McCaig became Trimac's president when his father retired in 1992, and he launched a de-diversification process for the company. “I felt that the world had changed, and we needed to be a more focused company,” he says. “We sold the drilling division in 1997 and the vehicle leasing division in 1999. We made our largest trucking acquisition — DSI Transports — in 2000.”
Why did McCaig focus on trucking? “I felt that trucking was our core business,” he says. “We had been in it the longest, and I believed we had a sustainable competitive advantage. We could grow across North America, and create greater shareholder value.”
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Even in the wake of this latest recession, McCaig remains confident that the decision to focus on trucking — particularly the tank truck sector — was the right one. “There is no question that this is a tough business today, but we have been able to grow and we are still one of the largest bulk trucking companies in North America,” he says. “Certainly this is a very competitive business. However, I don't think we could have been North American in scope with some of the other businesses we owned previously. We would have seen even more severe economic cycles with some of those businesses as compared to trucking.”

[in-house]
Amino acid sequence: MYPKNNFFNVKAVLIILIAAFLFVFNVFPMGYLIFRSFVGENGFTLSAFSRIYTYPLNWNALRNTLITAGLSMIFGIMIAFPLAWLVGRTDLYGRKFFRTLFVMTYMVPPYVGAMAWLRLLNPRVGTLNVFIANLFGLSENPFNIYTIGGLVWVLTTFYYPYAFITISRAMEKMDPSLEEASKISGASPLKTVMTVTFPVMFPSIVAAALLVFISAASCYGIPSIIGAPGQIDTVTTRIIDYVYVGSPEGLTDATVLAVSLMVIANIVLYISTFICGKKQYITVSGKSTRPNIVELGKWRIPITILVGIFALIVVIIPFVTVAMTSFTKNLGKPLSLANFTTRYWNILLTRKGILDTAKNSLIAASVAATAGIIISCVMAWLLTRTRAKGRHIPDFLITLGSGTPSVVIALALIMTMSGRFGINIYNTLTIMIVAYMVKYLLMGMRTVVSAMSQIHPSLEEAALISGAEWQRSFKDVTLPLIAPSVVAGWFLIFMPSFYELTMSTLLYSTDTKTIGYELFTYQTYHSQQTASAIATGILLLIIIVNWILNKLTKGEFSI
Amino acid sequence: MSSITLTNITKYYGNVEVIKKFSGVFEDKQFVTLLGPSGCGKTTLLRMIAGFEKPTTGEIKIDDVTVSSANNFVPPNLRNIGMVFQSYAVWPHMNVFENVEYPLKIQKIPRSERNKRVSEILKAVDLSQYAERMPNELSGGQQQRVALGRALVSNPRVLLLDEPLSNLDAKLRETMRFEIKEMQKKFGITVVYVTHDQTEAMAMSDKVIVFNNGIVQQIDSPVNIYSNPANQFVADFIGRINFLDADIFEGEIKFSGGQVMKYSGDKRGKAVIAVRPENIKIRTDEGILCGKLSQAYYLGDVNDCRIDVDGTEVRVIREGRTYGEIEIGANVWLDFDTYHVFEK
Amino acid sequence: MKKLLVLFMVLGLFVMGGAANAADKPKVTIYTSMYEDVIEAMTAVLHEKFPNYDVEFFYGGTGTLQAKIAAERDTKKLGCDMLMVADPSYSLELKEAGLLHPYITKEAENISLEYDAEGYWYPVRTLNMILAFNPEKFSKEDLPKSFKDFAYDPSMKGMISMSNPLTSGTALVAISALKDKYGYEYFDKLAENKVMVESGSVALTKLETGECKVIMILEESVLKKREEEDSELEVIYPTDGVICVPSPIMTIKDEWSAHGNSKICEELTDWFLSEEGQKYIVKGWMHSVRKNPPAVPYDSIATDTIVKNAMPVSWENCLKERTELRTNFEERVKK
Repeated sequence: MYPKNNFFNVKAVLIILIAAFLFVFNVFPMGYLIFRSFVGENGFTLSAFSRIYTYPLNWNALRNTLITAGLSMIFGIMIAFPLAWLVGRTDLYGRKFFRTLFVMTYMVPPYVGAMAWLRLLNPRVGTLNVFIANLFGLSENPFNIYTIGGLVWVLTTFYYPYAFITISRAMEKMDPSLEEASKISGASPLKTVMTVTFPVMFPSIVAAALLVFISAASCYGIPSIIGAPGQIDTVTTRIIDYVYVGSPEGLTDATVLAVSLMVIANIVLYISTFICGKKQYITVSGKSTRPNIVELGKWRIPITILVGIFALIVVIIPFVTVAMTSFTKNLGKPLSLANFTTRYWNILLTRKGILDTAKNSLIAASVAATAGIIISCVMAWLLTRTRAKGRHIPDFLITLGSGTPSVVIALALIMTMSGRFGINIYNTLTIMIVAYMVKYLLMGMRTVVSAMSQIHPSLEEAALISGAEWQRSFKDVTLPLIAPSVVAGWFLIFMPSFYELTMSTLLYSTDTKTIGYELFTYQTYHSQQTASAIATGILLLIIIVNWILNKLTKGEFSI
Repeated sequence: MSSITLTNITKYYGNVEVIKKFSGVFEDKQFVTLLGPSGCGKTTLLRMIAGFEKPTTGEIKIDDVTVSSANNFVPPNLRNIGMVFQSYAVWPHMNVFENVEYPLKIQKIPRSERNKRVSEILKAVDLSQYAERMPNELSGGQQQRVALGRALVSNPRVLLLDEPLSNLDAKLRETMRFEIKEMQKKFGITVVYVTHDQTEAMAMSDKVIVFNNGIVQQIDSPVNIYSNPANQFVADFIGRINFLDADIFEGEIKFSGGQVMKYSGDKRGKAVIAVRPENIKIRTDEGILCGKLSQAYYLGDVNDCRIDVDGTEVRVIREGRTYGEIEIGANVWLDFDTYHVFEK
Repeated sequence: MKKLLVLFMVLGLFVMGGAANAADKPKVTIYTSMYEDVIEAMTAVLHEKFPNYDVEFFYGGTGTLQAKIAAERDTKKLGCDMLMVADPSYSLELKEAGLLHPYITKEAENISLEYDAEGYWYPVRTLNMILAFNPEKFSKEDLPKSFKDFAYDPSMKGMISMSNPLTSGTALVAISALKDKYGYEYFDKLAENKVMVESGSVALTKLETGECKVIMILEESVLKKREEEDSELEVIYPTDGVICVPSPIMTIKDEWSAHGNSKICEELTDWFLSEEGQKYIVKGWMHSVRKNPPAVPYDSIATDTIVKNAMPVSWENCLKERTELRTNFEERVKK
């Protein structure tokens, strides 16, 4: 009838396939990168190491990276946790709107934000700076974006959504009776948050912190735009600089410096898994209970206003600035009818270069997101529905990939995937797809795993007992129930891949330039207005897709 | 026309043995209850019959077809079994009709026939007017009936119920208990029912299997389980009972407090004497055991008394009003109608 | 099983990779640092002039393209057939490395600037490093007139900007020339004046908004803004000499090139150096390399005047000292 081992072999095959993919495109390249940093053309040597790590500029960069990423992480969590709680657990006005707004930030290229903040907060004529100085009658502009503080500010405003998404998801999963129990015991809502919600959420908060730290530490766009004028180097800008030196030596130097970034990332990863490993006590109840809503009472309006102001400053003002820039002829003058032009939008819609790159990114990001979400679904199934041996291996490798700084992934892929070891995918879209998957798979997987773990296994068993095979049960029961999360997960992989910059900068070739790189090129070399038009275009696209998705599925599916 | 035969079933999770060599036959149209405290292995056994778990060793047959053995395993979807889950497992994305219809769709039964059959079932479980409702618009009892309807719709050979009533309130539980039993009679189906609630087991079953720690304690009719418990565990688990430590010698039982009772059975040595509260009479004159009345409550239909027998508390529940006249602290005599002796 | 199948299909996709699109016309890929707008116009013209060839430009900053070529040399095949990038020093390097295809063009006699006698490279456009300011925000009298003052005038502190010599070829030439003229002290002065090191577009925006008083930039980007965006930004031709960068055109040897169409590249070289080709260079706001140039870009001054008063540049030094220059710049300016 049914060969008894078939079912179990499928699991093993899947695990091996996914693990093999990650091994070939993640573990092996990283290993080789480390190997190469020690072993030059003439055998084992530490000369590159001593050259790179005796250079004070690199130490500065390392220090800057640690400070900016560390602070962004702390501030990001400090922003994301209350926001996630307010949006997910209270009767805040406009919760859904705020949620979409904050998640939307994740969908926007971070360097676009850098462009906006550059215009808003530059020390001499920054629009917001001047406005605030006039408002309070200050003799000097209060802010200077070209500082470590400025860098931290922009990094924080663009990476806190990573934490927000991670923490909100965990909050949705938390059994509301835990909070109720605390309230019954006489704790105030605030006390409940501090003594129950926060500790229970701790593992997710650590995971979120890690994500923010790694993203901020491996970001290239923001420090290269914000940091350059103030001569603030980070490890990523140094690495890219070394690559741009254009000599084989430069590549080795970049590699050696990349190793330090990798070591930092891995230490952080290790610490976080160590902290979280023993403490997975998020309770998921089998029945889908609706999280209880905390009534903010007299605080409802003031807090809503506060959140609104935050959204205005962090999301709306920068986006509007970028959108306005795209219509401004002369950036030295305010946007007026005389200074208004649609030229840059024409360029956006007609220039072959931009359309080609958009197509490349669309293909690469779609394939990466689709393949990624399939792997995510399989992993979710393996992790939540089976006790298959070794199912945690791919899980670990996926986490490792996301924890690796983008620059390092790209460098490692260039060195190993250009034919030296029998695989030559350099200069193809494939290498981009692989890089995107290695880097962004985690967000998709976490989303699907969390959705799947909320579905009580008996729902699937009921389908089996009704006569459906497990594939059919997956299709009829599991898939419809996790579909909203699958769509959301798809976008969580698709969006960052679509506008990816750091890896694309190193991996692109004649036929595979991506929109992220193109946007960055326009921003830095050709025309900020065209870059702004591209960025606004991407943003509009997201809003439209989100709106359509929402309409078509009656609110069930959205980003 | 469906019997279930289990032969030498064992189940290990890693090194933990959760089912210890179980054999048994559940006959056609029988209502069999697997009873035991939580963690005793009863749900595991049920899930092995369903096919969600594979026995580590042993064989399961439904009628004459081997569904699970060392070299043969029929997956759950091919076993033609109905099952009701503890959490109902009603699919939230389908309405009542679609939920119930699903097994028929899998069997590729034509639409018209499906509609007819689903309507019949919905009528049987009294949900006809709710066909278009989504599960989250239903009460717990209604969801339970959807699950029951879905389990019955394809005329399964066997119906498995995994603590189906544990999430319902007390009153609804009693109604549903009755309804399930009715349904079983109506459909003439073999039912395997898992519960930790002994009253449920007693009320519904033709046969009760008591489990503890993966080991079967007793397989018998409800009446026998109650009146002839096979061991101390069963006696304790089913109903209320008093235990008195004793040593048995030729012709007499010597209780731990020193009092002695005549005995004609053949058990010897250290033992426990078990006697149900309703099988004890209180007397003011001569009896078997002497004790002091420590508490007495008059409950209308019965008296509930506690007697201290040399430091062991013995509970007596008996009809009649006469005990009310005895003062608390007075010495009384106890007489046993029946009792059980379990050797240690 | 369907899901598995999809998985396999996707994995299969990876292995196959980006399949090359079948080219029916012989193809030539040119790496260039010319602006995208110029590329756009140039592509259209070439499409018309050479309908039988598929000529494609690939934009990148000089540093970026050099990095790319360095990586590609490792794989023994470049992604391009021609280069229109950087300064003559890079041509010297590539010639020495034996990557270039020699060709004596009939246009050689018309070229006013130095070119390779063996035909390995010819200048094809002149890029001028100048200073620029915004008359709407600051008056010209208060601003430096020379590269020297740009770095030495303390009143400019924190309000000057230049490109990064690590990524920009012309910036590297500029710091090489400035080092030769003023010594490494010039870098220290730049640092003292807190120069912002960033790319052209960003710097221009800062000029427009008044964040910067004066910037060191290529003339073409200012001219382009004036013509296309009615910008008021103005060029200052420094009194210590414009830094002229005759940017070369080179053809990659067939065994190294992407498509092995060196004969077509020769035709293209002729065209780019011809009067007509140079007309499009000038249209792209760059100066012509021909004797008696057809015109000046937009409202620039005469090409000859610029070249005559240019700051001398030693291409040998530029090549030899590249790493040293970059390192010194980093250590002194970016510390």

During a recent interview with Bulk Transporter, McCaig discussed the impact of the recession on tank trucking and the current state of the industry. He also reviewed the recession's impact on NTTC.
BT: How would you describe the state of the tank truck industry today?
McCaig: It's a very competitive business. We are always going to face a dynamic where we are a smaller and more fragmented industry than most of our customer industries. We're always going to be small in relation to our customers.
I believe we will see more tank truck industry consolidation, but it will be slow. In my view, there are not huge economies of scale that come from getting bigger in this industry compared to other sectors. Small carriers can be as competitive as larger operators. Some of the strongest competitors are the small fleets that can really focus on a single customer or single location.
Mid-size carriers sometimes face a squeeze because they start to experience some of the big-carrier costs without the economies of scale associated with purchasing, risk management, and employee benefits.